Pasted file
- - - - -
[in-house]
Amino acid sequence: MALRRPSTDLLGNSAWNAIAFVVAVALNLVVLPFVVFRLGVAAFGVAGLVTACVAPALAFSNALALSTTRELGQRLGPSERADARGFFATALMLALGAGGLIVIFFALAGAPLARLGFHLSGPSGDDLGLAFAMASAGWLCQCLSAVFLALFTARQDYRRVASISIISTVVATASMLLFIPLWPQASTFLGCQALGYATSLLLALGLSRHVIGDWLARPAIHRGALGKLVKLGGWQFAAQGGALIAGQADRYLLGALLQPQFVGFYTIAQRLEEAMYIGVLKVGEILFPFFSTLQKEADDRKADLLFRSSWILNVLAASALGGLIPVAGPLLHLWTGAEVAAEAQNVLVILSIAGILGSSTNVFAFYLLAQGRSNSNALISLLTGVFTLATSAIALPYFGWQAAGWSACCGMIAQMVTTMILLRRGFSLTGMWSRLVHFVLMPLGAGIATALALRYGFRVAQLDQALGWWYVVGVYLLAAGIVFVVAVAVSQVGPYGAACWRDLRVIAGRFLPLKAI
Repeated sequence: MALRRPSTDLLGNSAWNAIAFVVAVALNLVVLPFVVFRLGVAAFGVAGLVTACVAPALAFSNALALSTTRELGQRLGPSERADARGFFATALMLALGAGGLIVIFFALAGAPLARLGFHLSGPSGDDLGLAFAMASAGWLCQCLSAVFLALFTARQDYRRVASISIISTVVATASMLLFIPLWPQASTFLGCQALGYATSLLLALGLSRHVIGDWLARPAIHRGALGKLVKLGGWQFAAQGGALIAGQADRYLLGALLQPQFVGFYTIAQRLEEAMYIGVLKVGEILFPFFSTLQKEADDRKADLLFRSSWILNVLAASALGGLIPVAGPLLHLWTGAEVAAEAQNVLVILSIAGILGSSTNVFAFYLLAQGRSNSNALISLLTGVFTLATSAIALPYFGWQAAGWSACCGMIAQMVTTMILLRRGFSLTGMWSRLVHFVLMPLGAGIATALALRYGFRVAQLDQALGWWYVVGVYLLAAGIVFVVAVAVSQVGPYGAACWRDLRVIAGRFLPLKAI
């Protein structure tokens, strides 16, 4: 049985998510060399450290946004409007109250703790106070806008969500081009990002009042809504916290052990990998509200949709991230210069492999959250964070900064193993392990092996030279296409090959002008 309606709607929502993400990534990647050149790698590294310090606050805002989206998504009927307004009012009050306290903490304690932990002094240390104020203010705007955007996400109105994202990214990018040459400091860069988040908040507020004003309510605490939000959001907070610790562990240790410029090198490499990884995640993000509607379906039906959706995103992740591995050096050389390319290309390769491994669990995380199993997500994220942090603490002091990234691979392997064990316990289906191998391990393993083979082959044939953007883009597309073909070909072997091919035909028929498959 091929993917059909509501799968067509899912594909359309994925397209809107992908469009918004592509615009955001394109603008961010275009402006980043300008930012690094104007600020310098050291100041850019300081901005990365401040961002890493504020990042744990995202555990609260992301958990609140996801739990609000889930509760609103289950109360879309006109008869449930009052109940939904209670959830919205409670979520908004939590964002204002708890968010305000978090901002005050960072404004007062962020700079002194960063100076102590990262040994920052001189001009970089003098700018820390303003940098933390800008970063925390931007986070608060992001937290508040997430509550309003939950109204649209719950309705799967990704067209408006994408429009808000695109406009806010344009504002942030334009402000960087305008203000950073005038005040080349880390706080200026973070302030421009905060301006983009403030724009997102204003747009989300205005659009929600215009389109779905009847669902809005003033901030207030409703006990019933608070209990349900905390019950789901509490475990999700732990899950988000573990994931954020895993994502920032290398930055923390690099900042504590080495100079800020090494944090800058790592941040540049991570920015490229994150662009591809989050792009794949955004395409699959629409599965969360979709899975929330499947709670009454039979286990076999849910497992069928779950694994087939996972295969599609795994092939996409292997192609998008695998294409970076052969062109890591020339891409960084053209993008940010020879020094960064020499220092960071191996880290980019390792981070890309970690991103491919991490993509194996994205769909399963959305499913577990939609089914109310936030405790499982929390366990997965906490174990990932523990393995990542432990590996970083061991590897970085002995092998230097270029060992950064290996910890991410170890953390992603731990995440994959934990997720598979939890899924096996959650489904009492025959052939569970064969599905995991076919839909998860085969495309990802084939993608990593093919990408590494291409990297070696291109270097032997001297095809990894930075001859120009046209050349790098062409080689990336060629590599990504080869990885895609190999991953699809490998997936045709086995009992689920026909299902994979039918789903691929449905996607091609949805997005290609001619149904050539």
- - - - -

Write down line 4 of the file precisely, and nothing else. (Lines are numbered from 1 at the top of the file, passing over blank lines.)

């Protein structure tokens, strides 16, 4: 049985998510060399450290946004409007109250703790106070806008969500081009990002009042809504916290052990990998509200949709991230210069492999959250964070900064193993392990092996030279296409090959002008 309606709607929502993400990534990647050149790698590294310090606050805002989206998504009927307004009012009050306290903490304690932990002094240390104020203010705007955007996400109105994202990214990018040459400091860069988040908040507020004003309510605490939000959001907070610790562990240790410029090198490499990884995640993000509607379906039906959706995103992740591995050096050389390319290309390769491994669990995380199993997500994220942090603490002091990234691979392997064990316990289906191998391990393993083979082959044939953007883009597309073909070909072997091919035909028929498959 091929993917059909509501799968067509899912594909359309994925397209809107992908469009918004592509615009955001394109603008961010275009402006980043300008930012690094104007600020310098050291100041850019300081901005990365401040961002890493504020990042744990995202555990609260992301958990609140996801739990609000889930509760609103289950109360879309006109008869449930009052109940939904209670959830919205409670979520908004939590964002204002708890968010305000978090901002005050960072404004007062962020700079002194960063100076102590990262040994920052001189001009970089003098700018820390303003940098933390800008970063925390931007986070608060992001937290508040997430509550309003939950109204649209719950309705799967990704067209408006994408429009808000695109406009806010344009504002942030334009402000960087305008203000950073005038005040080349880390706080200026973070302030421009905060301006983009403030724009997102204003747009989300205005659009929600215009389109779905009847669902809005003033901030207030409703006990019933608070209990349900905390019950789901509490475990999700732990899950988000573990994931954020895993994502920032290398930055923390690099900042504590080495100079800020090494944090800058790592941040540049991570920015490229994150662009591809989050792009794949955004395409699959629409599965969360979709899975929330499947709670009454039979286990076999849910497992069928779950694994087939996972295969599609795994092939996409292997192609998008695998294409970076052969062109890591020339891409960084053209993008940010020879020094960064020499220092960071191996880290980019390792981070890309970690991103491919991490993509194996994205769909399963959305499913577990939609089914109310936030405790499982929390366990997965906490174990990932523990393995990542432990590996970083061991590897970085002995092998230097270029060992950064290996910890991410170890953390992603731990995440994959934990997720598979939890899924096996959650489904009492025959052939569970064969599905995991076919839909998860085969495309990802084939993608990593093919990408590494291409990297070696291109270097032997001297095809990894930075001859120009046209050349790098062409080689990336060629590599990504080869990885895609190999991953699809490998997936045709086995009992689920026909299902994979039918789903691929449905996607091609949805997005290609001619149904050539």